• Public Esteem

        Is the item held in high public esteem?

        The building is held in high public esteem.

      • Sentiment Connection

        Is the item a focus of community sentiment and connection?

        The building has been a place of worship since 1922 and continues to be associated with the key events in the life of members of the congregation including the births, marriages, deaths of individuals. It is a centre of community sentiment for this reason.

      • Symbolic Commemorative Traditional Spiritual

        Does the item have symbolic, commemorative, traditional, spiritual or other cultural value for the community who has used and continues to use it?

        St Mary of the Angels has spiritual significance for a large number of people, not just the Catholic community, and it continues in active and full use today.

    • Level of Cultural Heritage Significance close
      • Authentic

        Does the item have authenticity or integrity because it retains significant fabric from the time of its construction or from later periods when important additions or modifications were carried out?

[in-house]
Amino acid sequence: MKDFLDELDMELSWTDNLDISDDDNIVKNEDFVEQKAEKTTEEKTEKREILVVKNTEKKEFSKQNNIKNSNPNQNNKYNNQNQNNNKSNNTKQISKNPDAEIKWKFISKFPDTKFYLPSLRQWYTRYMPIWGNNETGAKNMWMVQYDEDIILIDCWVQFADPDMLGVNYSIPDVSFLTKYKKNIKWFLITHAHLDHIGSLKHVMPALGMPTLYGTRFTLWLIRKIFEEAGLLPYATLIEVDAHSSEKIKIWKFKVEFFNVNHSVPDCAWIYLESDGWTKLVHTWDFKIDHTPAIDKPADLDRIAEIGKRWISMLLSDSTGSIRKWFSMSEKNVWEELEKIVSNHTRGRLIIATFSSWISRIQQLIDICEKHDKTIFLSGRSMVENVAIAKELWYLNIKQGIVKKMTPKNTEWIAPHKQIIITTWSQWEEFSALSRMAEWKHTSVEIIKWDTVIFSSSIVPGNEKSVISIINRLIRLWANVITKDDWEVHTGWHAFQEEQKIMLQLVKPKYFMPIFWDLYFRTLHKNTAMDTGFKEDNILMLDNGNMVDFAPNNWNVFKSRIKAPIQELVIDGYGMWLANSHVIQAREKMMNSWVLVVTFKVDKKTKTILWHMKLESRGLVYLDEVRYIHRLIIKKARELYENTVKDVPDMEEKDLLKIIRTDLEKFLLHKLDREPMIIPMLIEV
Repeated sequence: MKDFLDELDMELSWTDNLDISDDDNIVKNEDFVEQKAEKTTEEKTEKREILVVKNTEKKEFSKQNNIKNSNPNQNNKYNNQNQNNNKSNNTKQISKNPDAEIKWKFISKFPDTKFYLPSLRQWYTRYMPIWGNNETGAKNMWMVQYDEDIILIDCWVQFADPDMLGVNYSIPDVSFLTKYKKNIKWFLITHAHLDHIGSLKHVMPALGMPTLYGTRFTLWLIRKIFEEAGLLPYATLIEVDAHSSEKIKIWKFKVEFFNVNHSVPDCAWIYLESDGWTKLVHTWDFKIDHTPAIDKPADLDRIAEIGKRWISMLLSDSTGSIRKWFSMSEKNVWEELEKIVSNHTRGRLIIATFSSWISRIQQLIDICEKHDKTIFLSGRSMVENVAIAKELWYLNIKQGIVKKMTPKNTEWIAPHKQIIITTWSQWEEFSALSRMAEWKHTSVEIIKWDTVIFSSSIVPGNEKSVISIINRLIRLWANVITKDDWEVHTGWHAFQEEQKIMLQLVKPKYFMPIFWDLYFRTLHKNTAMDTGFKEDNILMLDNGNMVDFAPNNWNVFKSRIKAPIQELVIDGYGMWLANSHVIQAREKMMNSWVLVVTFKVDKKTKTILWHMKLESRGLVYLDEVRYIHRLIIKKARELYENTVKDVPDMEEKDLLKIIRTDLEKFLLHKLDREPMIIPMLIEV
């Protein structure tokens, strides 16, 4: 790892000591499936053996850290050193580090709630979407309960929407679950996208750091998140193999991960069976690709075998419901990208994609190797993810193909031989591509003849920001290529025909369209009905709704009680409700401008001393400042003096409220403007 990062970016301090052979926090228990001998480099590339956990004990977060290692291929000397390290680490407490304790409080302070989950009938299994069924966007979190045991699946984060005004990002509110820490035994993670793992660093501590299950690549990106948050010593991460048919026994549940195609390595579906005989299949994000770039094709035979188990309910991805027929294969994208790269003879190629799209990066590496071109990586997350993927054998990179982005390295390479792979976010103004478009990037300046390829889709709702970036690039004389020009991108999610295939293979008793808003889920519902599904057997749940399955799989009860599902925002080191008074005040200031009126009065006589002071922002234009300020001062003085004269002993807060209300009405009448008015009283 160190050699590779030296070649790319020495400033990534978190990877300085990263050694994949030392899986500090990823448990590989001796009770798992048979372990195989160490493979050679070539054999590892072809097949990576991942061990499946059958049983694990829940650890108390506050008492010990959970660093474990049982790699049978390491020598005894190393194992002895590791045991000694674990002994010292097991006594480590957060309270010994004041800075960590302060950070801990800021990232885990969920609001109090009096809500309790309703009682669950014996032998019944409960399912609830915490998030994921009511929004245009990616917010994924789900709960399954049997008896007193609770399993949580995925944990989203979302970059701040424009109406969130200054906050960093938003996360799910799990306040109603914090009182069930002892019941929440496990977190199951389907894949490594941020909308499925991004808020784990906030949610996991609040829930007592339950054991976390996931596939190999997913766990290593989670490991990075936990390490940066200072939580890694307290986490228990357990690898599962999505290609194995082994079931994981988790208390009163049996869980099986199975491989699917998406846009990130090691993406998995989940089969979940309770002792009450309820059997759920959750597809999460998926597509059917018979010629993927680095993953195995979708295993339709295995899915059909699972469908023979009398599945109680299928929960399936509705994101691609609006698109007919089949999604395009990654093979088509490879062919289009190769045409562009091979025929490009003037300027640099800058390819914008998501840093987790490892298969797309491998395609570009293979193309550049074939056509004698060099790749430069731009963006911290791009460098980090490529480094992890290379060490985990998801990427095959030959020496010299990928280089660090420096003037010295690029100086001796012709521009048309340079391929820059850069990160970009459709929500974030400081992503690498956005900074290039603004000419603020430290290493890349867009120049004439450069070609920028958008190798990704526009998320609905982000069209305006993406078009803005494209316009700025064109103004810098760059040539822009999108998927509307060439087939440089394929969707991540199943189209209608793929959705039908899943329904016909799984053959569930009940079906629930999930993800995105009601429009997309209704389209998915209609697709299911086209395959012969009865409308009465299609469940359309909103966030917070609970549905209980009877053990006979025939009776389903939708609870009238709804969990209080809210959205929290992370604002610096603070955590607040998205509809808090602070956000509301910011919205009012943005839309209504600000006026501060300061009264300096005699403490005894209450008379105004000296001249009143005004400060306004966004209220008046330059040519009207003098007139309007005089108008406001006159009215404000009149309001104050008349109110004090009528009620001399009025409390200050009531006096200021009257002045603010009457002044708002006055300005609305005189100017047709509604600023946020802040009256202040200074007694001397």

Although it has undergone some modifications over the past 90 years the church has retained a significant amount of its original fabric.

      • Rare

        Is the item rare, unique, unusual, seminal, influential, or outstanding?

        The building is a relatively rare example of a fine Gothic Revival church constructed in reinforced concrete by one of the leading ecclesiastic architects of the day.

      • Importance

        Is the item important for any of the above characteristics at a local, regional, national, or international level?

        The building is important on a local level, for although it is not the seat of the Archbishop of Wellington, it plays an important role in the life of Wellington’s Catholic community and is an iconic landmark for the wider Wellington community.

    • Local / Regional / National / International Importance close

      Not assessed

  • close Site Detail
    • District Plan Number

      17/ 35

    • Legal Description

      Lot 1 DP 70132

    • Heritage New Zealand Listed

      1/Historic Place 36

    • Archaeological Site

      Central City NZAA R27/270

    • Current Uses

      unknown

    • Former Uses

      unknown

    • Has building been funded

      Yes

    • Funding Amount

      $40,000.00

    • Funding Details

      July 2007 - Received grant of $10,000 to undertake investigative phase of earthquake strengthening project.

      March 2013 - Received grant of $30,000 to undertake initial design works for earthquake strengthening.

      Funding Type: Assessment/Seismic Strengthening.

    • Earthquake Prone Status

      124 Notice

  • close Additional Information

Last updated: 20/04/2017 3:36:07 a.m.